AUSTRALIA'S cattle people had been counting the sleeps until last night's release of the new season of the US television drama Yellowstone, fascinated by the melodramatic lives of those on the Dutton family ranch, the mesmerising beauty of Montana and the livestock they run.
The show is just as much a juggernaut in the States. It's being called America's biggest television hit and, now in its fifth season, has millions of viewers worldwide.
For real-life cattle ranchers in the Midwest, Yellowstone's popularity is something of an enigma.
Is it the way of life of those on the land, the mountain of challenges faced by Kevin Costner's John Dutton or the sheer stunning backdrop that has drawn people in?
Either way, the American beef producer seems to love the neo-Western drama just as much as Joe Public and says that despite its numerous inconsistencies with reality, it has done the ranching game a fair bit of good.
Farmonline was in the US in the days leading up to this week's release of the first episode of season five of Yellowstone - it premiered here on Stan the same day it was released in the US - and put some key 'fact-or-fiction' questions to ranchers.
Firstly, their cowboys are absolutely not branded. No one has ever heard of anything remotely like that and all expect they'd end up in jail if they turned a blind eye, much less promoted, the practice.
And they are adamant their ranch hands, or cowboys, are not the violent, fighting characters that Yellowstone's are.
Cowboys are typically quiet, gentle people and they work far too hard to have the energy to fight or murder, ranchers said.
And they are not so filthy mouthed.
"I have a friend who has a big ranch in Montana right near where the fictional Yellowstone would be and the first thing people ask him is 'do your employees talk like that?" says Lamar Steiger, The 808 Ranch in California.
"The answer is absolutely not, we would never allow that.
"That is entirely Hollywood."
The issues being played out, however, are true representations of the battles faced by US ranchers, Mr Steiger said.
"There really is, in the west, a culture of mining, agriculture, native Americans and tourism all clashing," he said.
"There is a concept of 'are the lands the ranchers or do they belong to the public'. That question, those issues, are very real."
There are simple solutions to John Dutton's problems that Hollywood conveniently ignores, Mr Steiger laughs.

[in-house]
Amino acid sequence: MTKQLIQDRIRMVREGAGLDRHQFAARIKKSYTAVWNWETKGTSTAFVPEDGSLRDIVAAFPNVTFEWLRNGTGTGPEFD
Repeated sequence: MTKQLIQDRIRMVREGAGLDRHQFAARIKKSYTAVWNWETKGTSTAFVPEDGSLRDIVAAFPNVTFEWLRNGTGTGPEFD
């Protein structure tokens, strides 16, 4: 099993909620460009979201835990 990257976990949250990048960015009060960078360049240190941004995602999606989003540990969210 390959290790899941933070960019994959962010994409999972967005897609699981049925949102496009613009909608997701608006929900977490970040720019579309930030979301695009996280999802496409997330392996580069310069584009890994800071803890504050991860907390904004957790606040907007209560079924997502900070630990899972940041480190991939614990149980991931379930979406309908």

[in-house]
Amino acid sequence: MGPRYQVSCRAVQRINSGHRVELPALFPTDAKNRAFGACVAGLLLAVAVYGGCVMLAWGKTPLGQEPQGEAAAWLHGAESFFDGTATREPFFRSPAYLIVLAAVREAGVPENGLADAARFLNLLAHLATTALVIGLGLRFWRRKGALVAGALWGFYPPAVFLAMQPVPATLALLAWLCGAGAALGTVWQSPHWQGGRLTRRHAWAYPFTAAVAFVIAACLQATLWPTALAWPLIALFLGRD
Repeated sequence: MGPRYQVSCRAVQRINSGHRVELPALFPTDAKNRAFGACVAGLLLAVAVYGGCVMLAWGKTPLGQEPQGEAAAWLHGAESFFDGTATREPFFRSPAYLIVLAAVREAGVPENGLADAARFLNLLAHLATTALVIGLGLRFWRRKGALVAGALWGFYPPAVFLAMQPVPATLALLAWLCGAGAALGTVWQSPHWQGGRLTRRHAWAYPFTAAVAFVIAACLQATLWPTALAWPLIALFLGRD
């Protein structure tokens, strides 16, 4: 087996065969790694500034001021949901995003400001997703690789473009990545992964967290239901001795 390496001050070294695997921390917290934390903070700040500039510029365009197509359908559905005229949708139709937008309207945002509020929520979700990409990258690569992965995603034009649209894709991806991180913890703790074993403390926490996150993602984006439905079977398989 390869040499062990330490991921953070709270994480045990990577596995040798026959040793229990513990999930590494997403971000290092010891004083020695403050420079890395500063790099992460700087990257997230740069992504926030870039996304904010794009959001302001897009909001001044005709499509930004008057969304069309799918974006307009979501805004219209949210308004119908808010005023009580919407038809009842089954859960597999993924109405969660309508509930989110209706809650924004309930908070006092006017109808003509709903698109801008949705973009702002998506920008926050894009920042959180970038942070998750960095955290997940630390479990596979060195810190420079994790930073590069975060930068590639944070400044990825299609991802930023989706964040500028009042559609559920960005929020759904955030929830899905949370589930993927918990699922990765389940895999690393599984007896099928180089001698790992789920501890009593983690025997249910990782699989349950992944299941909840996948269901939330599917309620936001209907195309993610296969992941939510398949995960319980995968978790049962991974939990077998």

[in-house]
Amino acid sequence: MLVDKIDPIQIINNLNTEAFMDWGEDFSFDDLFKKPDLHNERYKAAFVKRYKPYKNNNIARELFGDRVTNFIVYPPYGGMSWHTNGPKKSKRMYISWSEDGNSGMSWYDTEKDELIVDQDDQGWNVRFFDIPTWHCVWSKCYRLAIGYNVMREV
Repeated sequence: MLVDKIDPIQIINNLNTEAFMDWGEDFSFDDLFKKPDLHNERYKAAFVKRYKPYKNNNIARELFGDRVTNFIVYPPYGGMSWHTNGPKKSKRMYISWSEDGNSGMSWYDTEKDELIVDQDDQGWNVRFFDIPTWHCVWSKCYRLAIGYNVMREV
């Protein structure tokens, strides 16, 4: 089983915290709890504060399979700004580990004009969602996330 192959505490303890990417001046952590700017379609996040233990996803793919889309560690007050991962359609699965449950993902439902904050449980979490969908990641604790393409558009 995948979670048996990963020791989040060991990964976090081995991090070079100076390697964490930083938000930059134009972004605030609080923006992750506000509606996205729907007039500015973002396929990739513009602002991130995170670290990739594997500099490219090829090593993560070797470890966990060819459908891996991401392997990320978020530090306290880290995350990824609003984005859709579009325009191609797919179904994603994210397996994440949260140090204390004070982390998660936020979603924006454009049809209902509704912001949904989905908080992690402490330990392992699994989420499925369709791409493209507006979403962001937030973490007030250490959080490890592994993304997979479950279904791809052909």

"He could put that land in a conservation easement trust and still maintain it and live on it, or there are all kinds of different things that would protect from development coming in and trying to take his ranch," he said.
"Two of his kids are lawyers in the show, so he should be informed of those options.
"Some things we roll our eyes about but we are glad we are getting exposure to the issues we have."
In particular, it had created, in general society, some much-need questioning of vegan ideology, ranchers felt.
"Animal activists are doing some crazy protesting here and I understand it's much the same in Australia," Mr Steiger said.
"That one line from the show is gold."
You ever plow a field to plant the quinoa or sorghum or whatever the hell it is you eat? You kill everything on the ground and under it. You kill every snake, every frog, every mouse, mole, vole, worm, quail. You kill them all. So I guess the only real question is: How cute does an animal have to be before you care if it dies to feed you?- John Dutton, Yellowstone
It seems the Yellowstone scenery is no manipulation of pictures either.
Steve Wooten is a fifth generation rancher and while he is from south eastern Colorado rather than Montana, he says ranchers 'get to work in some incredible views'.
The use of horses in the show is not exaggerated either.
Mr Wooten runs a Red Angus based cow calf operation and only works his cattle on horseback.
"We are constantly going up down between plateaus and down into canyons. It's not suitable for motorcycles or ATVs. Plus we love raising and riding horses so it's a good fit," he said.
"I also think as our cattle leave the ranch, if they've been accustomed to horses and people being on foot around them, whether it's a stocker operation or if they are going straight into a feedlot, they are already well adapted to being moved this way.
"That makes a difference. There is no training period. If the feedlots have to pull an animal out of a pen to treat it, it's a relatively stress-less process."
On other key Yellowstone questions, here's what the ranchers said.
The Livestock Authority is nowhere near as powerful as it is portrayed.
The A-frame wooden fences are very common. They have been, for many years, an effective and relatively cheap method of containing cattle.
Many operations rope calves at branding. A lot of ranches don't have corrals or a race.
"Of course in Yellowstone, the Duttons have every facility available and would have no need to rope calves but it makes for good pictures I suppose," said Mr Steiger.
Lizards are indeed a problem in many ranching regions, but as to whether sasquatches exist, the reply was 'do yowies really exist in Australia?"
It depends on who you ask.